06-20-2018, 11:36 AM
Join Date: Nov 2015
Location: Stouffville, Ontario, Canada, Earth, Milky Way Galaxy
Mentioned: 84 Post(s)
Tagged: 1 Thread(s)
If it is not the result of aging out of play, yes I think it's the price of being overbearing. Dogs naturally want to get out ahead & run and run free.
You can never take back the past, but I would see about the future. Dogs are mostly resilient, but you may need to re-frame things.
I have a rescue dog that is naturally very submissive and was likely 'trained differently' from folks on this forum.
They can regain their confidence, you don't need to be permissive of innappropriate behaviour, you need to set aside times and places where your dog can 'be a dog', and you can be 'undominant'.
All dogs are different, but here are some things I do with my dog.
1. tug of war, dog wins all the time. My guy is a reluctant tugger, so I use a toy with a food pouch, lots of tossing away from, no eye contact, often a two fingered grip, I run away, always, never towards. Sometimes I just sit on the ground and let him bring me the toy, toss it, there are many other tricks to getting this game to work.
2. keeping it easy, easy commands, high value rewards, 1 or two commands (assuming your dog knows these) & reward & freedom. Tossing the reward, a tidbit or toy is even better, as the dog is encouraged to chase & move away from you.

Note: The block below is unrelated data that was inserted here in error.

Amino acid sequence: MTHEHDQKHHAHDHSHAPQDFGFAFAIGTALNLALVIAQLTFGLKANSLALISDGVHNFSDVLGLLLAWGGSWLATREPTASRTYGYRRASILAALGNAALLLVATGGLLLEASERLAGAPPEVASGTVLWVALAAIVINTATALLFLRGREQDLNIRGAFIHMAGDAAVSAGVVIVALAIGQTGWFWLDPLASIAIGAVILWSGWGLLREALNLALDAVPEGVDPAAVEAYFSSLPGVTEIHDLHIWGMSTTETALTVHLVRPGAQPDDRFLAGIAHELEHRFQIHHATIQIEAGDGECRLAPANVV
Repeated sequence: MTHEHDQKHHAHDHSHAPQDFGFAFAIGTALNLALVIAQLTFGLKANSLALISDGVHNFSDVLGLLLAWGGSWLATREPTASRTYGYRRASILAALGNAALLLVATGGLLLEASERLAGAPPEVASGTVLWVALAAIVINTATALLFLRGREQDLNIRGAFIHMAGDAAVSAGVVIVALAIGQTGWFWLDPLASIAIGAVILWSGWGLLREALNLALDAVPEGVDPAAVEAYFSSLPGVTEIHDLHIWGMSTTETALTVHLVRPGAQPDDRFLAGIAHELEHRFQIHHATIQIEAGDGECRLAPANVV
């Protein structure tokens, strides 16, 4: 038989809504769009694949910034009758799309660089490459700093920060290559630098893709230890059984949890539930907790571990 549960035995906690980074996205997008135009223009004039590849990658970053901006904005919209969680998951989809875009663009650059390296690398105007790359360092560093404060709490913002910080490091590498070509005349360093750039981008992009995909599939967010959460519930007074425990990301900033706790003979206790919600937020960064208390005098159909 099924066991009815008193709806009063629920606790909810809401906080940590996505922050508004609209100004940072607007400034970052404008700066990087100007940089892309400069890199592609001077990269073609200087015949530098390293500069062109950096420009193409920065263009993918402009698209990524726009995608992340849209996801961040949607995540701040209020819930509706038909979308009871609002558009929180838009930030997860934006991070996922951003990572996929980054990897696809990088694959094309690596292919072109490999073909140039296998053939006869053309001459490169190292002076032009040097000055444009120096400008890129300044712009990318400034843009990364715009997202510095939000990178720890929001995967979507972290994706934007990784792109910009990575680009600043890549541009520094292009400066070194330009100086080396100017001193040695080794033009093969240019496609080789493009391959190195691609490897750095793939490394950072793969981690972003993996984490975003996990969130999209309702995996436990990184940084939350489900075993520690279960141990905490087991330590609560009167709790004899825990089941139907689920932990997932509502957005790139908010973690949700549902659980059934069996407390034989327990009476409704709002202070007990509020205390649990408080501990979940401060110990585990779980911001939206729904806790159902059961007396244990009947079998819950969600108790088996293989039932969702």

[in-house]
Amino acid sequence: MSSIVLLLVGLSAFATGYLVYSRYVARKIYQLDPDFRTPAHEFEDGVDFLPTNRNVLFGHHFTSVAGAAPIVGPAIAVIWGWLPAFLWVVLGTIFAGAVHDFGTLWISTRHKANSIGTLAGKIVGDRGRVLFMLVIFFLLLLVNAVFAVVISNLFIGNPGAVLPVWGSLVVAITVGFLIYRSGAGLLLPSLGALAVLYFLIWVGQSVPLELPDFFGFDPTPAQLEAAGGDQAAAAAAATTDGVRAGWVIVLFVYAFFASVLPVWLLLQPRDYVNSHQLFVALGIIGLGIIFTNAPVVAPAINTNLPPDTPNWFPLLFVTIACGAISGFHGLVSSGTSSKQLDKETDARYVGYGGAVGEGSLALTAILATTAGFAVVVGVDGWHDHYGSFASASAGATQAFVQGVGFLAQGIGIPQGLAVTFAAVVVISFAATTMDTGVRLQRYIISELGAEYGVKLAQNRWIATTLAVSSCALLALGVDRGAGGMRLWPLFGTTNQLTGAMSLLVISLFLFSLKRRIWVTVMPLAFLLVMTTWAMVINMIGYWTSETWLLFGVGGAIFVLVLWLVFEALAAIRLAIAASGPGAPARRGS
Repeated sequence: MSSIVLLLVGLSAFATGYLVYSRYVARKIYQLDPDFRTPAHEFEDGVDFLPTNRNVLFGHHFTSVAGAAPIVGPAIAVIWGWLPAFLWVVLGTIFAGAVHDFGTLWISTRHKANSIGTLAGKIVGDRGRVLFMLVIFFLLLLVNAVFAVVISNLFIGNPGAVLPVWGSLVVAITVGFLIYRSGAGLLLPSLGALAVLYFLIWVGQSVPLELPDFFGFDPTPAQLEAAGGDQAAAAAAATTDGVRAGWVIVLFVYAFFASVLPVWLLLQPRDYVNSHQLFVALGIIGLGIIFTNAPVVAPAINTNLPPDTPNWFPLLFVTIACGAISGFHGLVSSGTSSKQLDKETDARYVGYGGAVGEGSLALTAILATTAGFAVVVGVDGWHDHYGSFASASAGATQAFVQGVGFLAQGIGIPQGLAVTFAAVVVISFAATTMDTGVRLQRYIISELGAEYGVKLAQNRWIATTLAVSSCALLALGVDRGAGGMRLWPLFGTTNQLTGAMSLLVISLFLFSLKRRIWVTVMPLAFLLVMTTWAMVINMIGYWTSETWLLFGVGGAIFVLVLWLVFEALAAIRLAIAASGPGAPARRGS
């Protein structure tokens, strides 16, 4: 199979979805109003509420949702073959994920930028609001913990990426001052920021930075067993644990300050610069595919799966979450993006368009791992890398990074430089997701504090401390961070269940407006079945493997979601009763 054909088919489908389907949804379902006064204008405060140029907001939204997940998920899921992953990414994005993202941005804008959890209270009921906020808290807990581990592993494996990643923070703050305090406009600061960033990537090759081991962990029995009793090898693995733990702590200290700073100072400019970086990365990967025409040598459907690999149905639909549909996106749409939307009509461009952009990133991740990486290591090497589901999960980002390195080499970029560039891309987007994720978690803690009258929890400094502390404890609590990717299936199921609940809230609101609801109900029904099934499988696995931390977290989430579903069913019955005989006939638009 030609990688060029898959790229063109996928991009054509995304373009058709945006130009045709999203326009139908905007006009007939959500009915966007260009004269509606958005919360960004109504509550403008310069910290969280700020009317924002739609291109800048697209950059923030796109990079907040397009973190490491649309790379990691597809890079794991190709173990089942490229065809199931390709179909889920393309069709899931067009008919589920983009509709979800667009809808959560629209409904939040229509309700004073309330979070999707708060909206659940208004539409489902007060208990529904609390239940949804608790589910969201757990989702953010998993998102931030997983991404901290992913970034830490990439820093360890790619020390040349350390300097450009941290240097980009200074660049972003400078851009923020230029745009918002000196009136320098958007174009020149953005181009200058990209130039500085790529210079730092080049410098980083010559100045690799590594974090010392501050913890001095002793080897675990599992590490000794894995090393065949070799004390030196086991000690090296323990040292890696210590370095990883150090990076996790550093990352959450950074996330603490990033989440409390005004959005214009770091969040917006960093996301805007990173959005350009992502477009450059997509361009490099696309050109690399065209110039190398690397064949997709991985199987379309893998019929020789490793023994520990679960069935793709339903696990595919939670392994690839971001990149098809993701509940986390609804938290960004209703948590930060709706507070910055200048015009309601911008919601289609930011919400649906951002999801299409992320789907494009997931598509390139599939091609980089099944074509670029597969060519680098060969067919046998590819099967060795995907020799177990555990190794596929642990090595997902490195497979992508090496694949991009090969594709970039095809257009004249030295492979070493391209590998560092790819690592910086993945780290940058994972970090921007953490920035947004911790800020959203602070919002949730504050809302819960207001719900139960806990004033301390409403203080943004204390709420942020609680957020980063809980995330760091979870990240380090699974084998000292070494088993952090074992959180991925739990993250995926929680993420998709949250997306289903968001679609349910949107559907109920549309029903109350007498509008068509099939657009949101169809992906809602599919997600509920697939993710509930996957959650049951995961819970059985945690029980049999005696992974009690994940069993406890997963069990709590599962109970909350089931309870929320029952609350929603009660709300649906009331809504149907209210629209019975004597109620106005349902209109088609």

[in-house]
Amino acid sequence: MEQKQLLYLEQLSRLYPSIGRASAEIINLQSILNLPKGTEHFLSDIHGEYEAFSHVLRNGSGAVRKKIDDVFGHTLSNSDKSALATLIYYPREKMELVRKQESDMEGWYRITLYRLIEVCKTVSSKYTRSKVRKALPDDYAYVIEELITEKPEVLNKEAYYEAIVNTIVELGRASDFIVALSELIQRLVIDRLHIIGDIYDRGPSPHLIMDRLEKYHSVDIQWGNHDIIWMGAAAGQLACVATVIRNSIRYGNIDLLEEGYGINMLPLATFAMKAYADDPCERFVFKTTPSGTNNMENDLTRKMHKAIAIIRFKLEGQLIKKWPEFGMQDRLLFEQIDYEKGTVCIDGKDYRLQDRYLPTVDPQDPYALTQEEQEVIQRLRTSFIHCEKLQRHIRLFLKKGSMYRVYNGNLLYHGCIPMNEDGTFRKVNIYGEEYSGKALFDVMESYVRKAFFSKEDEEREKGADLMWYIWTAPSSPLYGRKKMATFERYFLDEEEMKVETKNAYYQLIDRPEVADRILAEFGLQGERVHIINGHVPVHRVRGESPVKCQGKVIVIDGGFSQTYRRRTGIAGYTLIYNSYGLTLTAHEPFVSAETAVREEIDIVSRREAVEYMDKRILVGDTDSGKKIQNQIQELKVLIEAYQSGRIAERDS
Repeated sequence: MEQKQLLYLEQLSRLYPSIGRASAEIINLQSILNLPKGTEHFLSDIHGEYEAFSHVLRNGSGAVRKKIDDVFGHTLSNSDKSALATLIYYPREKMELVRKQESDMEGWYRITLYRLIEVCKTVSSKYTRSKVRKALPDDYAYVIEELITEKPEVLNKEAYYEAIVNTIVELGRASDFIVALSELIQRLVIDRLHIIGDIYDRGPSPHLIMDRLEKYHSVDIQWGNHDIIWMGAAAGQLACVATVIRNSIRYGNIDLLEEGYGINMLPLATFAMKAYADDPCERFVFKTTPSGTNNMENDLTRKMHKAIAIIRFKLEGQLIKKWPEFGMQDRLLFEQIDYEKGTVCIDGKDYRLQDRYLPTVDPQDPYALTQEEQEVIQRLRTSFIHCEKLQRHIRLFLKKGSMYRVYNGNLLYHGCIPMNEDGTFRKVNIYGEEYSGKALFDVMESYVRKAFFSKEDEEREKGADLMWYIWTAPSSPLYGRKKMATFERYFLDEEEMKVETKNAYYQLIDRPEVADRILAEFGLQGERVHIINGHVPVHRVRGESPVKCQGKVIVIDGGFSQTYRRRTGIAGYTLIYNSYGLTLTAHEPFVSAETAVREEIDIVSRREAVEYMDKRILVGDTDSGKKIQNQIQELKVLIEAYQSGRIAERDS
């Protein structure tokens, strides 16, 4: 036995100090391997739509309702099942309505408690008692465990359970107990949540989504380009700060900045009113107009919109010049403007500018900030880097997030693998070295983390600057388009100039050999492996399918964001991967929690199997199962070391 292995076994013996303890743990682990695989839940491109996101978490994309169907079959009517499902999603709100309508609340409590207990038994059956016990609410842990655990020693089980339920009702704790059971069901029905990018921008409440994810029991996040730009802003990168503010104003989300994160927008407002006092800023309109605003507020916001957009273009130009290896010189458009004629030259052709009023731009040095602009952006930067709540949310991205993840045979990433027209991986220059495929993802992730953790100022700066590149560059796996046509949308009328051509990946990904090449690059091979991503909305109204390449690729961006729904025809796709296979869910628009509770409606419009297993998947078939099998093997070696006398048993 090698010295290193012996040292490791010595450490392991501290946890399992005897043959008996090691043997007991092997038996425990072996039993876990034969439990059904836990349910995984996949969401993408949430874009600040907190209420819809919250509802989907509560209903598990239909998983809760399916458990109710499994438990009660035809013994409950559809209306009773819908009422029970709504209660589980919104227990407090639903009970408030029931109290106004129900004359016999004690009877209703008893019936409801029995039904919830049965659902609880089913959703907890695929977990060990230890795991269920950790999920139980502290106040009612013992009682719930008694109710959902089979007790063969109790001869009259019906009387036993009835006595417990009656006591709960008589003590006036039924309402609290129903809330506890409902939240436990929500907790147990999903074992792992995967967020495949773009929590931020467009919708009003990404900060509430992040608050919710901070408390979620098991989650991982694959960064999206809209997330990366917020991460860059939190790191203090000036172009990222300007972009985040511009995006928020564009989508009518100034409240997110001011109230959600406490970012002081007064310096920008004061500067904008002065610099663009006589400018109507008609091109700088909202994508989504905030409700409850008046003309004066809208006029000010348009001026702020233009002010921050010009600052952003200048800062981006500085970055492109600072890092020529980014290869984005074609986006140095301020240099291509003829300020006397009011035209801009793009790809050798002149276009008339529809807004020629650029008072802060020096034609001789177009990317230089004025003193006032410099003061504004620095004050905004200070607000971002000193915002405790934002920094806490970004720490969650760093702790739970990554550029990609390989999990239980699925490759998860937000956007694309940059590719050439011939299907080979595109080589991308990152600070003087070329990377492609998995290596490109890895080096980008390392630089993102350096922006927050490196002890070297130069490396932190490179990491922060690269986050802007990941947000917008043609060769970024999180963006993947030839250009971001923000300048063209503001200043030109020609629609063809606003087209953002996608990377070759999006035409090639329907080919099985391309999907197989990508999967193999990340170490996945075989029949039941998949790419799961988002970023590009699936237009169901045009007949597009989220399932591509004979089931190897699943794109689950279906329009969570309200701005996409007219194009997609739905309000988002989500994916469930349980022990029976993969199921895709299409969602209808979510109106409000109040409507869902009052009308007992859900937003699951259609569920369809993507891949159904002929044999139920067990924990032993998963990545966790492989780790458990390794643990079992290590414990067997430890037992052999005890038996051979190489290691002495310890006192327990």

3. Look up pushing exercise natural dog training (it's a thing). I'm not into the method, but the pushing exercise teaches the dog to feel comfortable to push into you for food in your hand, it's a confidence builder and easy and dog oriented.
4. don't beat yourself up for your mistakes, feeling guilty does not help your dog one little bit, instead, make it a goal to lead your dog towards fun, right now it may be as small as tossing tidbits across the ground and once he grabs one, toss another.
5. Look up Collared Scholar (my favourite), and see if you can sign up on her Dogpark Facebook group. You will get non-judgemental help to increase your dogs confidence & joy in training.
Good luck, and have fun with your dog.
The best thing about realizing you made a mistake is having the opportunity to fix it.